Tears dripped off Will’s chin, he didn’t even try to stop them. One year, one long, lonely miserable year and all he had left were the tears. David, his David, the one with the beautiful eyes and ever-present smile, lay beneath his feet, resting forever.
Will ignored the damp, wet dirt soaking the knees of his jeans. What did it matter? There were days he wished he died that night, so they weren’t apart.
“I know it’s been a year, David, but it still hurts, hurts so bad I scream some nights. If you wonder why I don’t come more often, I can’t. My heart hurts so much I want to tear it out just to stop the pain.”
Squeezing his eyes tight didn’t stop the tears; nothing would. Unbidden, memories of David flashed into focus. Another thing he couldn’t stop. Not now, not here, not today. They consumed him.
“Something happened to me after you died, something I don’t understand. You would’ve figured it out. Fixing screwed-up heads was your field, not mine.”
That used to be their private joke. Once it made him laugh, now he only cried harder. “I heard when you called to me, asking for justice, and I felt you when you finally felt at peace. Pretty screwed up, isn’t it?”
There was more, a lot more, but it wasn’t why he came today. Digging into his coat pocket, he pulled out the gold ring. He turned it over examining it from all angles. It was his last link to David, but keeping it was worse.
“There’s so much I want to say, things I wanted us to do together that we can’t. I hate, David, hate like I never did before. I hate that you’re gone, hate those who did this to you, hate this fucking ring, and hate myself for buying it for you.”
Giving David the ring for Christmas was supposed to be a sign they’d be together forever. Not a wedding band, gays would never be allowed to marry, but it was something Will knew David would like; and he did.
“Seeing your face light up when you saw this, how could I know it would hurt us both so much?” Suppressing the urge to throw the ring as far as he could, he put it on the head stone, staring at it for a time.
The small boxwood near his knee reminded him what he came to do. Pressing his fingers into the moist earth, he slowly pulled the dirt away, mounding it on either side. Satisfied it was deep enough, he retrieved the ring.
Even in his dirt-covered hands, it sparkled. So like David. Reading the inscription, ‘Always’ he shook his head. He meant it to mean they’d always be together, not they’d always be apart. As much as he hated it, now that it was time to leave the ring, he wondered if he should.
“David, I know you’d want me to have this, but I’m not the Will you fell in love with anymore. There’s this thing in me that makes me find people’s killers and I do it. I can’t help it. It’s how I found your killers.”
Even now It called to him, demanding he do what it wanted. Soon he’d go, but nothing would make him miss today. Finding a clean part of the back of his hand, he wiped away the tears. His head jerked slightly, and he found it hard to swallow. Keep going. Tell him.
“Anyway, I can’t keep this anymore. It feels wrong, because I know you’d never approve of what I’ve become.”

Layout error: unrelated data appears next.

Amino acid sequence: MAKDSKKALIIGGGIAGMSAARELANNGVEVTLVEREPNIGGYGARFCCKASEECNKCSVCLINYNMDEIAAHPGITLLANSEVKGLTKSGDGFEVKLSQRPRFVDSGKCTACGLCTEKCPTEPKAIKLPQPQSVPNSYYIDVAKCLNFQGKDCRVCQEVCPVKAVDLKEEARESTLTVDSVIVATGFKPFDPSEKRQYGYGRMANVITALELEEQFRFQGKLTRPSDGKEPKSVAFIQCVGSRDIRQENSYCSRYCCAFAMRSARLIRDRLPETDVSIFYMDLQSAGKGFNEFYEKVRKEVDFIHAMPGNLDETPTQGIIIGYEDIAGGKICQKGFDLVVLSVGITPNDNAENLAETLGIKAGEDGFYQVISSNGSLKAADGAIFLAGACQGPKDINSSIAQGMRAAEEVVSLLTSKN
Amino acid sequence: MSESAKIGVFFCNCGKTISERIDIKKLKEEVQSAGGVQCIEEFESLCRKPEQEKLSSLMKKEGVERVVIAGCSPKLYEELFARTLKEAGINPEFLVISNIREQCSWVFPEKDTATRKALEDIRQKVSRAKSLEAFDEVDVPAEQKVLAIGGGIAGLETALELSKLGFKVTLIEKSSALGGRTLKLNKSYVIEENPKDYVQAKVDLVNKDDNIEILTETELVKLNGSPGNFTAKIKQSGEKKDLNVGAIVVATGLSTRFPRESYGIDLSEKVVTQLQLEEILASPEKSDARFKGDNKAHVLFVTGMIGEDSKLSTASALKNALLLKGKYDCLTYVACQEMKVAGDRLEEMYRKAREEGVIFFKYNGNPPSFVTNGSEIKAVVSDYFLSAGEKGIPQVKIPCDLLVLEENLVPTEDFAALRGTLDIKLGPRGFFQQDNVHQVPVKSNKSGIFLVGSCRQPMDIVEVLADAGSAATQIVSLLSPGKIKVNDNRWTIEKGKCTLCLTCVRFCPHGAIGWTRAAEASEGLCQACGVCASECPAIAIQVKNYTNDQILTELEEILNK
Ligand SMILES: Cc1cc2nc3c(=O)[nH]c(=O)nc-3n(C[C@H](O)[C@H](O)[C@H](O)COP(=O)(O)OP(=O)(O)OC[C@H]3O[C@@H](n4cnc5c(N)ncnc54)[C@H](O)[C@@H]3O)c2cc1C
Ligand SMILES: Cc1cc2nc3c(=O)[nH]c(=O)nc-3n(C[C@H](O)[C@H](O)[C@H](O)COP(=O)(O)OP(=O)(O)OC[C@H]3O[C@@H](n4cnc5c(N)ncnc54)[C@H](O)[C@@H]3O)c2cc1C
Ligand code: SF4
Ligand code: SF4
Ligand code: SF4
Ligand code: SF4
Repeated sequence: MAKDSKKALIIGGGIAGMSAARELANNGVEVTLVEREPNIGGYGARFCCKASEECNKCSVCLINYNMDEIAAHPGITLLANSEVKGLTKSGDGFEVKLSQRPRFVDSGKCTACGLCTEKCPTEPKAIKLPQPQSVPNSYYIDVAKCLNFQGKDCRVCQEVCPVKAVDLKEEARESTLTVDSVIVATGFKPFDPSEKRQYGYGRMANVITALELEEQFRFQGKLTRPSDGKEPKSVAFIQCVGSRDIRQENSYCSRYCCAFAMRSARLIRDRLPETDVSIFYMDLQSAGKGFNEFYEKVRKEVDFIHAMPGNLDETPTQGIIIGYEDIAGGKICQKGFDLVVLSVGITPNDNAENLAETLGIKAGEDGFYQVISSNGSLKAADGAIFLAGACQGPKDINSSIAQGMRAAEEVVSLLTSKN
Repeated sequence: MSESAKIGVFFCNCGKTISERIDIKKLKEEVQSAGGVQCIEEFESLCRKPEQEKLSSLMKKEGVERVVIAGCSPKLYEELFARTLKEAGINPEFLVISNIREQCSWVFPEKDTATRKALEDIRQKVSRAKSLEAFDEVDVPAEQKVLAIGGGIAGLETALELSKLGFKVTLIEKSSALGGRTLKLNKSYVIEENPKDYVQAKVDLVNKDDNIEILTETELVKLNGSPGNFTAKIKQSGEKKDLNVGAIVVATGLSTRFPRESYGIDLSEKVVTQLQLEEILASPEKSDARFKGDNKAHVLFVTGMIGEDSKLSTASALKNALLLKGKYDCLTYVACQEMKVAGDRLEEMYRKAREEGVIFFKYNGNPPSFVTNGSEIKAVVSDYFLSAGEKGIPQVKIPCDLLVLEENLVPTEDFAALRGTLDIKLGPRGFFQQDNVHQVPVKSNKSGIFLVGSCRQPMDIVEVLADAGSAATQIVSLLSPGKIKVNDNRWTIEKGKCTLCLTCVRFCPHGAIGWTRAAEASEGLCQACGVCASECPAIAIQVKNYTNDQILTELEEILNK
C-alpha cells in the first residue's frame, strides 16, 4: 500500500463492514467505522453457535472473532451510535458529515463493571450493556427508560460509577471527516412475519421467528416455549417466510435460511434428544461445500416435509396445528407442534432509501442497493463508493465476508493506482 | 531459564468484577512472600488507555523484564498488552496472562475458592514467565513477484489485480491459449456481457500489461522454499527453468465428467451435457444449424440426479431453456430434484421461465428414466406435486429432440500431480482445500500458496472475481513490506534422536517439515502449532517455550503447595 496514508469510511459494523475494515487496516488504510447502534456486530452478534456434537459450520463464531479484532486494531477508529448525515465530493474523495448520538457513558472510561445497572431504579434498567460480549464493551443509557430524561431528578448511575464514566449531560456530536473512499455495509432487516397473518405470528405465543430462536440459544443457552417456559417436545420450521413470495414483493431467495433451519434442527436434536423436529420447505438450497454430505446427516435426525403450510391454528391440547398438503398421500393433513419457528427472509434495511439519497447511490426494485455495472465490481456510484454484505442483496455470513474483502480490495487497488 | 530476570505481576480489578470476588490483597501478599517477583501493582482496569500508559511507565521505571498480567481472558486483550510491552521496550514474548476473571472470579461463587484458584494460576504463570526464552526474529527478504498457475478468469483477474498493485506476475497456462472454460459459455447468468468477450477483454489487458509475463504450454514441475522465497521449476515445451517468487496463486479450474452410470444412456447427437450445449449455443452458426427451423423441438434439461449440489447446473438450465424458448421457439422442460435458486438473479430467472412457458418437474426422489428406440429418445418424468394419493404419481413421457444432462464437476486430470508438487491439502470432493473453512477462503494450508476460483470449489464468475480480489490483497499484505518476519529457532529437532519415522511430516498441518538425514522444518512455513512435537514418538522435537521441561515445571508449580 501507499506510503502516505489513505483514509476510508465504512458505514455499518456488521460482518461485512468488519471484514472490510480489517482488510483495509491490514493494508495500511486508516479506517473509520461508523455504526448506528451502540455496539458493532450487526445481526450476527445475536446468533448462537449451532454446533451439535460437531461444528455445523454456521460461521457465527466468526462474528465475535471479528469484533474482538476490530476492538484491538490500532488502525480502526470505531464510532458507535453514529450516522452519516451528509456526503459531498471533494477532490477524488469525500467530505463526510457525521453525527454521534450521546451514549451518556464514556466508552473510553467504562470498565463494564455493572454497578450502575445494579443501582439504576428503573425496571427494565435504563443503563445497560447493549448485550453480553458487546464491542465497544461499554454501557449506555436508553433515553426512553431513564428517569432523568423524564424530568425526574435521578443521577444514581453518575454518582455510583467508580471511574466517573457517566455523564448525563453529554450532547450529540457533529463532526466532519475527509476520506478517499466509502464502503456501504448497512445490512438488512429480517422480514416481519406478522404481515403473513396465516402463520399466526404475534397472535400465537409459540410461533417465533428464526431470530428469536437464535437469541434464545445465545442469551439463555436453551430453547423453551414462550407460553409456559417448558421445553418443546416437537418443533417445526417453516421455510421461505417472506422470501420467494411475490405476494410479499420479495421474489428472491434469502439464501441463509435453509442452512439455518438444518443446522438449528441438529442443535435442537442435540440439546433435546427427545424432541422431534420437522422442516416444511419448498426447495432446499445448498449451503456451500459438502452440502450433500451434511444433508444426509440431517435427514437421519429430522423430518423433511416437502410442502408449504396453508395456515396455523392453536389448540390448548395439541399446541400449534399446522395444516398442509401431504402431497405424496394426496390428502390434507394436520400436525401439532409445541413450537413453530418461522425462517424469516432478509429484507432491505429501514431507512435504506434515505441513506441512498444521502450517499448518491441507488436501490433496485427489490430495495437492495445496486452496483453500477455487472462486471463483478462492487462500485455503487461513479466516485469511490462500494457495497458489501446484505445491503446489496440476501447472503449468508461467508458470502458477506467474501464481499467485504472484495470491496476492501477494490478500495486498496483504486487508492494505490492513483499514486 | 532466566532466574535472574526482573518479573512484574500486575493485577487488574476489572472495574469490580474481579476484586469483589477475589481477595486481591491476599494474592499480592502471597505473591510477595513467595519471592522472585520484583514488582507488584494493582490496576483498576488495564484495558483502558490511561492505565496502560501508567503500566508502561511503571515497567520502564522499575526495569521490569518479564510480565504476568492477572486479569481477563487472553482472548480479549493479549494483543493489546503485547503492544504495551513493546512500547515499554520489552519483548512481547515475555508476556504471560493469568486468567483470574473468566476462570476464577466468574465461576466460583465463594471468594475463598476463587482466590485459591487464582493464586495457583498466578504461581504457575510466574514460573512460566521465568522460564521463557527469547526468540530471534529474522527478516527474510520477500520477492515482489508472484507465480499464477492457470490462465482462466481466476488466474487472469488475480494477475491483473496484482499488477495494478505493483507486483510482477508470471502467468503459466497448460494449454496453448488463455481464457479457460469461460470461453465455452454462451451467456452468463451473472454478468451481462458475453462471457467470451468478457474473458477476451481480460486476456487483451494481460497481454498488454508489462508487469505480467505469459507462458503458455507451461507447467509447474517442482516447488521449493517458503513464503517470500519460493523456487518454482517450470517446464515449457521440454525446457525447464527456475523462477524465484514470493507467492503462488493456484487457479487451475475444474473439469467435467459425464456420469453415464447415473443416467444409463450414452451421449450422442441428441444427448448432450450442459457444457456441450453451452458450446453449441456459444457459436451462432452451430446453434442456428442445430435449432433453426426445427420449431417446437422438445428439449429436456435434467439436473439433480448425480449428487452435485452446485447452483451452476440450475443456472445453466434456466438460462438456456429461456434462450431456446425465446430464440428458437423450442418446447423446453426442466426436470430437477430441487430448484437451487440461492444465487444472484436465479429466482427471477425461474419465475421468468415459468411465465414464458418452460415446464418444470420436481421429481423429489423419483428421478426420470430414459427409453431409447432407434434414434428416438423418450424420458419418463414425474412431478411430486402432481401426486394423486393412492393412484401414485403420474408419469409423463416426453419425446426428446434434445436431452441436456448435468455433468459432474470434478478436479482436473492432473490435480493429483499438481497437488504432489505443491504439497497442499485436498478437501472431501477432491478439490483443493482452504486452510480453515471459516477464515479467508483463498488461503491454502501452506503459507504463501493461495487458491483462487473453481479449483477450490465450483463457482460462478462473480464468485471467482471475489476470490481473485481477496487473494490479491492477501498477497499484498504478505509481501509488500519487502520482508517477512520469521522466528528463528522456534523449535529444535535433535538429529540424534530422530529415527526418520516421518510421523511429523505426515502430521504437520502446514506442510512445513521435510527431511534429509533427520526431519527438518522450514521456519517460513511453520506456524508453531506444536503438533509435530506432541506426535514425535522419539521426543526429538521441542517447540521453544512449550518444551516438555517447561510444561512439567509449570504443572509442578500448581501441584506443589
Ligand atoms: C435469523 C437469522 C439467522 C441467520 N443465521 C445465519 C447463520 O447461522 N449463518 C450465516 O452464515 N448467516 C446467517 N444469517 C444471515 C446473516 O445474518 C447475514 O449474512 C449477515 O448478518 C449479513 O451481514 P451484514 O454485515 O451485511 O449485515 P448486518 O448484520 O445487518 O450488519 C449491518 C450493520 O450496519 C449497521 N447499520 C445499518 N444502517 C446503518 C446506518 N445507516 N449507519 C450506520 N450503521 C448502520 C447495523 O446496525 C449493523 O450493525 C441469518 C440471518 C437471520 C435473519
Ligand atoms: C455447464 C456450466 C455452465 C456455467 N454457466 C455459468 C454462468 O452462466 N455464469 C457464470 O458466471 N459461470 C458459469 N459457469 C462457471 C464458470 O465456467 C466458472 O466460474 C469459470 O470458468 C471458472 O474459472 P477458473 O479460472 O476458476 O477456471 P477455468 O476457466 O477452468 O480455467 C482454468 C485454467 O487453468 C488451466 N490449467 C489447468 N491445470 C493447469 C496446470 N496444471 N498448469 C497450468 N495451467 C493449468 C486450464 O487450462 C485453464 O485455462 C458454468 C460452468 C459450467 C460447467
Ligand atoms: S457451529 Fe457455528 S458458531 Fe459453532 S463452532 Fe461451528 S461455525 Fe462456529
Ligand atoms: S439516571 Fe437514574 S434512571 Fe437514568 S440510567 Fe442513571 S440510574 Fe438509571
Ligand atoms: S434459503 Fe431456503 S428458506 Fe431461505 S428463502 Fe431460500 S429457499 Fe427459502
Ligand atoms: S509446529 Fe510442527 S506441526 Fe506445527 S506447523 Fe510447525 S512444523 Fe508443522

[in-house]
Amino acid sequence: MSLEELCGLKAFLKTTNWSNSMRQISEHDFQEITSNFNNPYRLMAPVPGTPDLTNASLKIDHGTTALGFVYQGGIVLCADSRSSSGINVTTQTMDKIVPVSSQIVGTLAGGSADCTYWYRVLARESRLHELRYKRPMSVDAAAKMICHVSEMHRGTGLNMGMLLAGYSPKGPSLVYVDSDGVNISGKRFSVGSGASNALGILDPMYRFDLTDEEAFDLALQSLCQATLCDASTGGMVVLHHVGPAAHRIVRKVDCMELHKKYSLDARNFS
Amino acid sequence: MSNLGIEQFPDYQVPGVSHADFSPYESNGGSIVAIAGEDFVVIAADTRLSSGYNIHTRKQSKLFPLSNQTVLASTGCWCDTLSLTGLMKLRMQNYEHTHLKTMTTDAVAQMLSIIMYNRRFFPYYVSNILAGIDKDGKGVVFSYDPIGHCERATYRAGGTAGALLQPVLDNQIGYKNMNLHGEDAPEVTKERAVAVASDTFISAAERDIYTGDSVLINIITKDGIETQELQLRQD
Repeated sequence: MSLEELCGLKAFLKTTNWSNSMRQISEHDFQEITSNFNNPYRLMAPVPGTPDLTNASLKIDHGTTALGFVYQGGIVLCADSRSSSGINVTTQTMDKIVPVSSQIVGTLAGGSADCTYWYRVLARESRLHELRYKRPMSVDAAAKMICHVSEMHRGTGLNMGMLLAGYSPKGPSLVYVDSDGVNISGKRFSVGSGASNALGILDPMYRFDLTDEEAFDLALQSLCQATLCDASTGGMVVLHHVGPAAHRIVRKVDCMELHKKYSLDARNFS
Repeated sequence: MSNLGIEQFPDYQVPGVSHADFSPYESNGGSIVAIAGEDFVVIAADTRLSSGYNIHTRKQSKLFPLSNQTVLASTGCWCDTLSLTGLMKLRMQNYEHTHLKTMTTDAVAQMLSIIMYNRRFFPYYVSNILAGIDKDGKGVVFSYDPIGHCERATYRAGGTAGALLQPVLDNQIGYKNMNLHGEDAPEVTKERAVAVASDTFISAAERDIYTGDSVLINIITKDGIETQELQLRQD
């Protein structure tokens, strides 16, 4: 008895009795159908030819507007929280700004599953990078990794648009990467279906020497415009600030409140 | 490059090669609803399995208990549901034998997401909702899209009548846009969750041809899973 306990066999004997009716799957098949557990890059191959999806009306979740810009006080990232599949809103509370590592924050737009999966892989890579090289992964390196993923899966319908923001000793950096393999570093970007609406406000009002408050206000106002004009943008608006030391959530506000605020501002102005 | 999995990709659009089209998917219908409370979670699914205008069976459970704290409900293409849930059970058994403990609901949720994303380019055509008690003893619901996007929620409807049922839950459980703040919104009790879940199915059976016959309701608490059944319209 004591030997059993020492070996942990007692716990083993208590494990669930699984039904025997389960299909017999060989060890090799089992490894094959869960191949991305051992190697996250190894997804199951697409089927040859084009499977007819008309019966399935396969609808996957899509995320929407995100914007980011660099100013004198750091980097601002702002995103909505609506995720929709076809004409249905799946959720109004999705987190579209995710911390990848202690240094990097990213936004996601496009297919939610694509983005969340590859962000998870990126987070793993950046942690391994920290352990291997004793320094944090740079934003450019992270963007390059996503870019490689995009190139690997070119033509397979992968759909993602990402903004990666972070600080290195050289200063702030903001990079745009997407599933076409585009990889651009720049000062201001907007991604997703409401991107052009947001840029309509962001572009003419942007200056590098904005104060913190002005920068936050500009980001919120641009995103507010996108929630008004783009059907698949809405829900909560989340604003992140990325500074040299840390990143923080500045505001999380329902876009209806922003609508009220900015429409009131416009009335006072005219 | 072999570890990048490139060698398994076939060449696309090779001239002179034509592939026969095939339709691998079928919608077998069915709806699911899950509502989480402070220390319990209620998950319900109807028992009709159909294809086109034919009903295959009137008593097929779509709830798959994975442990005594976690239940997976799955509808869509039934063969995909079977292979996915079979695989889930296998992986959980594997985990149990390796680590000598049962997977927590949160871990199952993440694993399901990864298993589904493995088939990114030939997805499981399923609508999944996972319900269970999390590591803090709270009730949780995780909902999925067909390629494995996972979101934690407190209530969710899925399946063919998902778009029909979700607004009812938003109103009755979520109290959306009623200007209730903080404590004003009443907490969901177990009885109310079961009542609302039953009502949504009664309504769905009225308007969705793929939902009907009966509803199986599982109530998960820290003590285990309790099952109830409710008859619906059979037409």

Breathing became difficult between the sobs. He killed David and ruined his own life in the process. Twice he tried to stop crying, but each time he saw David’s name engraved on the headstone, he broke down again. Ignoring the dirt, he tried to clear his eyes.
“I just want you back.” His words came out a scream, disturbing the crowd of after-church visitors. Like everything else, today he didn’t care.
Numb, he turned his hand over and released the ring. It rolled to the bottom of the hole, and seemed to wink at him as a ray of sunlight broke through the clouds. The next instant the light was gone. He waited, staring at the ring, hoping David might speak through it again, but knew it wouldn’t happen. That glittering moment had been David saying, hello and goodbye; his final goodbye.
It took several deep breaths to steady him. He ran his hand along the root ball, helping the roots break free. David always talked about having a house with a boxwood garden. Now he’d have one watching over him.
Tamping the dirt firm around the plant, he sat back staring at the small boxwood and the marker. Maybe one of them would find peace now.
The pull to act tugged like an insistent child. Clenching his teeth and grinding them, he growled, “Not yet!”
People stared. Couldn’t they leave him alone? Maybe grieve for their own lost loved ones?
Running his hand over the smooth white marble, he flicked at the dirt he’d smudged over it. Why bother? No one came to see it but him. David’s family wouldn’t even buy a headstone to mark where their only son rested.
“I didn’t leave them out, David. They didn’t deserve it, but I listed them.”
The stone was so cold, but he traced every line over and over. When he felt the first drop of rain, he dropped his hand to his side. A wave of umbrellas preceded the exodus of ‘mourners’ until only he was left. A daft fool, sitting in the rain beside the boy who wasn’t coming back.
The rain hardened when he stood up. His tears mixed with the drops, leaving rivulets running down his face. Bending slowly, he kissed the top of the stone. “I love you, David.”
The pull intensified, and he checked his watch. Over a day since he first felt it. Too bad. David wouldn’t have understood if he missed today.
Soaked, he adjusted the shirt plastered to his body and pushed his hair back. Time to go. Maybe this time he’d die. The plot next to David was bought and ready for his use. Soon. He couldn’t take much more of this.
Will turned for a last look.David Anthony Bruno April 7, 1945 – September 12, 1970 Son, Brother, Best Friend We’ll miss you forever.